“There is a premise that underlies a lot of our assumptions and beliefs. The premise is that happiness is algorithmic, that it can be worked for and earned and achieved as if it were getting accepted to law school or building a really complicated Lego set. If I achieve X, then I can be happy. If I look like Y, then I can be happy. If I can be with a person like Z, then I can be happy.”
This is BS. The premise is the problem. “Happiness is not a solvable equation.”
It’s like they say, the journey is the reward. You don’t climb the Mount Everest for the view, you climb it for the sake of climbing. When you’re up there, you go, “Oh, nice view and really fresh air up here.” And then you immediately start climbing all the way down again.
“The secret sauce is in the solving of problems, not in not having problems in the first place.”
“To be happy we need something to solve. Happiness is therefore a form of action; it’s an activity, not something that is passively bestowed upon you, not something that you magically discover in a top-ten article on the Huffington Post.”
And guess what, it’s not the same for everybody. Some people might be happy when they can solve actual math problems. Some people are happy putting together Legos. And when they solve the problem, they go to the next one immediately.
I remember studying for university exams. I thought I’ll be happy when the exams are over. Interestingly enough, I wasn’t. Yes, after the last exam I took a deep breath and felt kind of released. However, it wasn’t the happy feeling I was expecting. Au contraire, I kind of felt lost the next days because I didn’t know what to do. I didn’t have anything to solve. This emptiness felt actually worse than the studying for the exams. “What’s wrong with me?” I thought. (Classic case of the Feedback Loop from Hell.)
“This is a difficult pill to swallow. We like the idea that there’s some form of ultimate happiness that can be attained. We like the idea that we can alleviate all of our suffering permanently. We like the idea that we can feel fulfilled and satisfied with our lives forever. But we cannot.”
Happiness requires struggle.
Mark Manson tells this story of himself wanting to be a rock star. He dreamed about it and imagined himself being on stage with thousands of people yelling his name and stuff. But he never even came close. Why? Because he didn’t actually want it.
“I wanted the reward and not the struggle. I wanted the result and not the process. I was in love with not the fight but only the victory.”
Life doesn’t work that way. It’s all about the struggle. The way, the process. That’s what we spend most time with.
Look at a soccer team. They play a long season because they want to win the league. But when they finally win the league, they’re already looking forward to the next season. If it was only for the titles, they couldn’t play all year round. It’s the process they enjoy. And if they don’t enjoy it, they burn out. They train 6 days a week for 1 game. They train 11 months a year for 1 title which they celebrate for a few days max.
Or look at our work weeks. A person who hates his job exchanges 5 days of pain for 2 days of free time. That’s a really bad deal. And that person won’t be happy in the long run. However, someone who enjoys what he’s doing day-in, day-out will be a much happier person. It’s our daily struggles that define our successes.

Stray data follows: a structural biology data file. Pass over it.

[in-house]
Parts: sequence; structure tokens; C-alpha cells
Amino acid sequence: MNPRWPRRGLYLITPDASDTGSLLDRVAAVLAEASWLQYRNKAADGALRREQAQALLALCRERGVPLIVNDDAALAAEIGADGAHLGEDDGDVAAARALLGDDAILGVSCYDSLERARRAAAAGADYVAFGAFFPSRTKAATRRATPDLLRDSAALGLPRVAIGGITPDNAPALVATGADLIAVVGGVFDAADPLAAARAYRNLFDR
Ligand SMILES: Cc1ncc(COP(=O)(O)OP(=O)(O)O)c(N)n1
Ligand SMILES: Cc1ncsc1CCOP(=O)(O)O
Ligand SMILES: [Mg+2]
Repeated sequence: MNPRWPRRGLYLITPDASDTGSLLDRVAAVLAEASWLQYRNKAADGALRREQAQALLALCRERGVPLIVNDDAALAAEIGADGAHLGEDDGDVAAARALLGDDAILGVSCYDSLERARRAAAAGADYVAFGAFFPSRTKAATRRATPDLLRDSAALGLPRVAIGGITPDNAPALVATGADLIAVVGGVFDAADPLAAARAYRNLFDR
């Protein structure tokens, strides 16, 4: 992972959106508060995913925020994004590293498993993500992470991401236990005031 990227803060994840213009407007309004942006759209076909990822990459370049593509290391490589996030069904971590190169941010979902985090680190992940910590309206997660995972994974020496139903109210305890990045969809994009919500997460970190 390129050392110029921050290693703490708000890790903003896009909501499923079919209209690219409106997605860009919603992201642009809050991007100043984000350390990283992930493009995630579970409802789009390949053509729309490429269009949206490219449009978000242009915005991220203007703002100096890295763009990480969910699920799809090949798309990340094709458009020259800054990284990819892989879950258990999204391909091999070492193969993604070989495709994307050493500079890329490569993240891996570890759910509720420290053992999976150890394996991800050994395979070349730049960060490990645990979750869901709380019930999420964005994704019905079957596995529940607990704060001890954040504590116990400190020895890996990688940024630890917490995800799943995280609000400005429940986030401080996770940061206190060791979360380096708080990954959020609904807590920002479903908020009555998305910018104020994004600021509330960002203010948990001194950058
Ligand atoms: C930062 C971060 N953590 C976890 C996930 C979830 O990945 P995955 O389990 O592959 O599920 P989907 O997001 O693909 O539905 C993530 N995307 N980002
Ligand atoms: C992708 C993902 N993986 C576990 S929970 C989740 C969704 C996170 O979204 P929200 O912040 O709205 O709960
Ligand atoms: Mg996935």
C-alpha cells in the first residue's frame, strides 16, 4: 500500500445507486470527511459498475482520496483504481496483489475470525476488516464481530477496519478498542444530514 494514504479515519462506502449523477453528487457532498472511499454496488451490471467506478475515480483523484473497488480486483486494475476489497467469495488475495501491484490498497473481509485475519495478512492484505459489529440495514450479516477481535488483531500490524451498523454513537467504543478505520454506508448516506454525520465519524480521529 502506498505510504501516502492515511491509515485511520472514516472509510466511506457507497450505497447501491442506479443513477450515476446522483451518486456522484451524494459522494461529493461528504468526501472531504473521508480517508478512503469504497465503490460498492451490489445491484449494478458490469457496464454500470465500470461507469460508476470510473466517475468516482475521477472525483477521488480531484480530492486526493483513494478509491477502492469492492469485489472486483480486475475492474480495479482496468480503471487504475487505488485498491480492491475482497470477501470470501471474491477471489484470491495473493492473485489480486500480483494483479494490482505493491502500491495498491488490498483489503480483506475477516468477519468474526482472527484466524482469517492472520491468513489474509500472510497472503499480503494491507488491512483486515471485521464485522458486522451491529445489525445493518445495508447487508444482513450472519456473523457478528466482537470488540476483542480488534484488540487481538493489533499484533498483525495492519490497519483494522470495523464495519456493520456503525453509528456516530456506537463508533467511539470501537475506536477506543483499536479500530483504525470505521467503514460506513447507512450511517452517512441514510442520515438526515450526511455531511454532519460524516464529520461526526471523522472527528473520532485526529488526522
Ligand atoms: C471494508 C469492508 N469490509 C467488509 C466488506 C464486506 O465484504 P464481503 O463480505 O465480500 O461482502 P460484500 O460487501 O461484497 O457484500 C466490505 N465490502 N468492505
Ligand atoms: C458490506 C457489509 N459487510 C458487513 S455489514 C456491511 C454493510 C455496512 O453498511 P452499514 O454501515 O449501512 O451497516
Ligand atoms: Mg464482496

In that sense:
“No matter where you go, there’s a five-hundred-pound load of shit waiting for you. And that’s perfectly fine. The point isn’t to get away from the shit. The point is to find the shit you enjoy dealing with.”
Chapter 3: You Are Not Special
“Sometime in the 1960s, developing ‘high self-esteem’ – having positive thoughts and feelings about oneself – became all the rage in psychology. Research found that people who thought highly about themselves generally performed better and caused fewer problems… Business and motivational seminars cropped up chanting the same paradoxical mantra: every single one of us can be exceptional and massively successful.”
“But it’s a generation later and the data is in: we’re not all exceptional. It turns out that merely feeling good about yourself doesn’t really mean anything unless you have a good reason to feel good about yourself. It turns out that adversity and failure are useful and even necessary for developing strong-minded and successful adults.”
In other words: Fuck positivity. Sometimes things are fucked up and we need to live with it.
Yeah, it’s probably better to see the glass half-full than half-empty. But sometimes the glass is full of shit. You cannot change that by being positive about it.
We’ve become a generation that feels entitled. Entitled people feel that they deserve good things without actually earning them.
“People who feel entitled view every occurrence in their life as either an affirmation of, or a threat to, their own greatness. If something good happens to them, it’s because of some amazing feat they accomplished. If something bad happens to them, it’s because somebody is jealous and trying to bring them down a notch. Entitlement isn’t impervious. People who are entitled delude themselves into whatever feeds their sense of superiority.”
Entitled people only see their positives. They can’t acknowledge their problems and weaknesses. And sooner or later reality will hit and it will be painful. Because reality is not a unicorn dancing on clouds. Or at least, there will be some clouds full of shit. The unicorn slips and breaks its horn. Baam. Life sucks.
It’s the same for everybody. There’s shit on every path.
Entitled people think that their shit deserves some special treatment. But it doesn’t. Your shit isn’t stinkier than mine. You’ve got the same shit in your life as millions of other people. All that means is you’re not special. And neither am I. Neither is Mark Manson. He’s got the same fucking problems as we have.